The Justice Department was particularly concerned about an interview Vice President Mike Pence had given to CBS in which he said Flynn had not discussed the issue of sanctions with Kislyak in their phone calls.
“The first thing we did was to explain to Mr. McGahn that the underlying conduct that General Flynn had engaged in was problematic in and of itself,” Yates said in testimony to a Senate Judiciary subcommittee earlier this year. “We told him we felt like the vice president and others were entitled to know that the information that they were conveying to the American people wasn’t true.”
She added: “We told him … we were concerned that the American people had been misled about the underlying conduct and what General Flynn had done, and, additionally, that we weren’t the only ones that knew all of this.”
Yates said McGahn then asked her why the DOJ would be concerned “if one White House official is lying to another.” He also wanted to know whether the department was pursuing a criminal case against Flynn and expressed concern that taking action against Flynn could “interfere with the FBI investigation,” she said.
A New York Times reporter described a source close to McGahn as saying on Friday that Yates did not explicitly tell him that Flynn had committed a federal crime by lying to the FBI about his calls with Kislyak.
Obama’s sanctions were not the catalyst for Flynn’s contact with Kislyak – they were in touch as early as December 1, when they met at Trump Tower, along with Kushner.
Kushner reportedly asked Kislyak during that meeting whether the transition team could set up a back-channel line of communication with Moscow, which would evade detection by the US intelligence community, to discuss issues related to terrorism and the Syrian civil war.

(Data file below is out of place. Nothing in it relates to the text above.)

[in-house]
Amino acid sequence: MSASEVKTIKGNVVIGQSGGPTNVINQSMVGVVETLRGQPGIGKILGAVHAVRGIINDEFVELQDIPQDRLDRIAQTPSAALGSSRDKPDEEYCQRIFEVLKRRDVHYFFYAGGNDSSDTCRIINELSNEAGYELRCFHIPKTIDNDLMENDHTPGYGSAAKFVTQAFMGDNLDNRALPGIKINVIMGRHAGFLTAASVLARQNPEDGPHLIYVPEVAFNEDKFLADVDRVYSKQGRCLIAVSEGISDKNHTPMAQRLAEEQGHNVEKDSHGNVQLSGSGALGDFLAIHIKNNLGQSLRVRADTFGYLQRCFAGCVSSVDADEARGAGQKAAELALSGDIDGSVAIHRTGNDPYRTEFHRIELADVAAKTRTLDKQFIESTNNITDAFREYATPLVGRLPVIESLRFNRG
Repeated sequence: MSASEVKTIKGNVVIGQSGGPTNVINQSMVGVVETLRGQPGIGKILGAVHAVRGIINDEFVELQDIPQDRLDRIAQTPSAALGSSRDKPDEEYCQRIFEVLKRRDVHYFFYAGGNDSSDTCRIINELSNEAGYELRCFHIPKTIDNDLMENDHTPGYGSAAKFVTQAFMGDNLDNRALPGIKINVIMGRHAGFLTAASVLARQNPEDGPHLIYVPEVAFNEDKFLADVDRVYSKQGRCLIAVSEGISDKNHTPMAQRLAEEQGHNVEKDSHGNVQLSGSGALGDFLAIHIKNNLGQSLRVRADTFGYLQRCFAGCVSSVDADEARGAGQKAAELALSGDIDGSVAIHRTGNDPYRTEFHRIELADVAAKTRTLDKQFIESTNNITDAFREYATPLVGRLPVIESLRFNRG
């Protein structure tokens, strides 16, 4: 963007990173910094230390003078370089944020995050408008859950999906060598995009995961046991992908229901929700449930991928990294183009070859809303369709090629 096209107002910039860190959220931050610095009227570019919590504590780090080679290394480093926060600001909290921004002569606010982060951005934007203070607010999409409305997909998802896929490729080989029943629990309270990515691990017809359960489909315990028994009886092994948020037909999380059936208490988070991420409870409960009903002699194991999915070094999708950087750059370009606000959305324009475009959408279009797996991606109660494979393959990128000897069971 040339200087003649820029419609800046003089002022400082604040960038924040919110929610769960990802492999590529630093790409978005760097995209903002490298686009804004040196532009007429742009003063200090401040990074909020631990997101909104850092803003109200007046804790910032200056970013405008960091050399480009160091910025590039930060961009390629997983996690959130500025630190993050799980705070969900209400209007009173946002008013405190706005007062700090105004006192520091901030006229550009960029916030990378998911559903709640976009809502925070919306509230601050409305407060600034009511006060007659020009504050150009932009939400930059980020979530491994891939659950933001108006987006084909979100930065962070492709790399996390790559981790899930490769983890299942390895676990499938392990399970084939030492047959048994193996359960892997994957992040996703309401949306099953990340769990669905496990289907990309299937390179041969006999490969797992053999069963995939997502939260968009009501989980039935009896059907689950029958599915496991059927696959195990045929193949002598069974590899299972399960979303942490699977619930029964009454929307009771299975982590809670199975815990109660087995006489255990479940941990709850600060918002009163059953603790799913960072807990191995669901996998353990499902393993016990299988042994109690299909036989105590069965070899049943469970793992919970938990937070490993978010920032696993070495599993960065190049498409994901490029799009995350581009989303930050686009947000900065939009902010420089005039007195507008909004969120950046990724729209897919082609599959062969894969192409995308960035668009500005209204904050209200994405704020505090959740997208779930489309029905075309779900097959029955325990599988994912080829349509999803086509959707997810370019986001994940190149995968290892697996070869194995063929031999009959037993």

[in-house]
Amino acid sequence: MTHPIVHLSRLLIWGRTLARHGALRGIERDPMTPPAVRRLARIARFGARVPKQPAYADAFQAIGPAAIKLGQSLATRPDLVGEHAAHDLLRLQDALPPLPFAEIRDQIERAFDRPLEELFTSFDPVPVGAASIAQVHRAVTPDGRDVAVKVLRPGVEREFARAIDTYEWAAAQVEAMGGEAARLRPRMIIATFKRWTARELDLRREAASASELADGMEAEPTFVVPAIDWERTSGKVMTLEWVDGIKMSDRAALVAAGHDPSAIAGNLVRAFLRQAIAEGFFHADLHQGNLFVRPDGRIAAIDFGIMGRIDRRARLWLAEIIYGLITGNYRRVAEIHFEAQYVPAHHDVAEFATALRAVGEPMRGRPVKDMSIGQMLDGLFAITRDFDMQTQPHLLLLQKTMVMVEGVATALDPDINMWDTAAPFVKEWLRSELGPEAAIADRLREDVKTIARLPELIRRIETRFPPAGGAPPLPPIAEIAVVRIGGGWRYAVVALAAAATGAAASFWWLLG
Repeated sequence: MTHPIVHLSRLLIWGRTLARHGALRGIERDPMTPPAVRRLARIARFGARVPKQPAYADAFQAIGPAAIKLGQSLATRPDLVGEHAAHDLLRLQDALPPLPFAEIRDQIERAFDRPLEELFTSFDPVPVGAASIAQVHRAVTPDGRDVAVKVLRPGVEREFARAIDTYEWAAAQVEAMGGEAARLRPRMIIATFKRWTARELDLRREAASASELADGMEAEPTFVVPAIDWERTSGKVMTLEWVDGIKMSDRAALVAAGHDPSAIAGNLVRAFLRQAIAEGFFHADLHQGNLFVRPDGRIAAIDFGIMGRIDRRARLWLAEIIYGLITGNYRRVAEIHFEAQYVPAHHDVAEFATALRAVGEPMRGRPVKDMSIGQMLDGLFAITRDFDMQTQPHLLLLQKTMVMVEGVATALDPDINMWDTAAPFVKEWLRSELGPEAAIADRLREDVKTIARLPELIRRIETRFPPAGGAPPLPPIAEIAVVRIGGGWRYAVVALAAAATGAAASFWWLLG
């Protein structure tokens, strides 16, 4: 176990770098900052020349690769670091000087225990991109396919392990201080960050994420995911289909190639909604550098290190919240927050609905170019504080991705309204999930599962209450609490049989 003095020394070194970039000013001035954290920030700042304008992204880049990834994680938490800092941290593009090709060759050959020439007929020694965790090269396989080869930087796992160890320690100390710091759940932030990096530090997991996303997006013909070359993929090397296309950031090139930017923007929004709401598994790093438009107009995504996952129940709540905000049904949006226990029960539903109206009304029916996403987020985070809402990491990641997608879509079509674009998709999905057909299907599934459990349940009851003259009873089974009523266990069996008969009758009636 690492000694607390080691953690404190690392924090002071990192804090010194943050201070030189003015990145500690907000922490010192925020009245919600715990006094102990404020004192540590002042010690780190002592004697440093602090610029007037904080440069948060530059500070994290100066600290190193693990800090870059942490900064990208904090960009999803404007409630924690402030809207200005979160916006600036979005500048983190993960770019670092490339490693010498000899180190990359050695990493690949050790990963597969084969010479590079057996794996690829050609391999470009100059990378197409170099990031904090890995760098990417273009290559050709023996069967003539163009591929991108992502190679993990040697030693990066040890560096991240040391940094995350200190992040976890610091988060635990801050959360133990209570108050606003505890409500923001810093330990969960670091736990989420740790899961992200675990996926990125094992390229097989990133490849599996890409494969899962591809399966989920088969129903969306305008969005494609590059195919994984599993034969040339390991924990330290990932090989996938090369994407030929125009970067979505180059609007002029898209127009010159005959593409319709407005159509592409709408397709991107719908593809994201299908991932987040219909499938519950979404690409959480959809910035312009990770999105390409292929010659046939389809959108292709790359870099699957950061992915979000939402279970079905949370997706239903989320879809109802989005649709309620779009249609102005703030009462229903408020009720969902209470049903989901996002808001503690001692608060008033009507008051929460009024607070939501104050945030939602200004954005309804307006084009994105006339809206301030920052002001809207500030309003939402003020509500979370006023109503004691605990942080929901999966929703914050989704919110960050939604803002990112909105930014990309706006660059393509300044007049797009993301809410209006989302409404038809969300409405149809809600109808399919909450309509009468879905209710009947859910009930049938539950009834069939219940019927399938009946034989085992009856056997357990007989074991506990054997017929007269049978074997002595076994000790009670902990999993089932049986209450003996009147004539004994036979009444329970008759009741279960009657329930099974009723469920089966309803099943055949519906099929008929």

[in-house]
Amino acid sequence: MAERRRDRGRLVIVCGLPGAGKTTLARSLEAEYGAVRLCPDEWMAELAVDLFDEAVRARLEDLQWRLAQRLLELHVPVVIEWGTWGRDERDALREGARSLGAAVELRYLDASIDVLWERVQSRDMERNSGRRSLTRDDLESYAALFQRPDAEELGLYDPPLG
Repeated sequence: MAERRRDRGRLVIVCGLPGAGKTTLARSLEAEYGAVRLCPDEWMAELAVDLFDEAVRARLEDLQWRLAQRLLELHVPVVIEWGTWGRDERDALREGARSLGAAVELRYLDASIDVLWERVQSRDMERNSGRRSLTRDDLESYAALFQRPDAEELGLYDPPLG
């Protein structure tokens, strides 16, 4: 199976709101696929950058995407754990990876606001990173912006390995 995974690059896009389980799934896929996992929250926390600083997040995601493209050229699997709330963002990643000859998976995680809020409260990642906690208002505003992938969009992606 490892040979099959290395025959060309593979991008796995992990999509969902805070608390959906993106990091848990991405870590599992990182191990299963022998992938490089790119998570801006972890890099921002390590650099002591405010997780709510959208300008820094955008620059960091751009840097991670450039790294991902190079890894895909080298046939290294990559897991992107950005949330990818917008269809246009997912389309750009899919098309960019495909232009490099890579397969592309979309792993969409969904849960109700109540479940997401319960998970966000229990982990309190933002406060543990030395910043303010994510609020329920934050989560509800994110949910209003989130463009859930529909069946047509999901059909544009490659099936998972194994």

About three weeks later, on December 22, “a very senior member of the Presidential Transition Team directed Flynn to contact officials from foreign governments, including Russia, to learn where each government stood” on a resolution proposed by Egypt to the UN Security Council that would condemn Israel’s practice of building settlements on disputed lands, the statement of offense says.
That senior transition official was Kushner, according to Bloomberg View.
That day, Flynn called Kislyak to tell him about the Trump administration’s opposition to the proposed resolution “and requested that Russia vote against or delay” it, the document says. Kislyak told Flynn on December 23 that Russia “would not vote against the resolution” if it came to a vote at the UN, it says.
Kushner also lobbied foreign governments – particularly the UK – to help scuttle the resolution, according to Foreign Policy. But he was rebuffed and the resolution passed.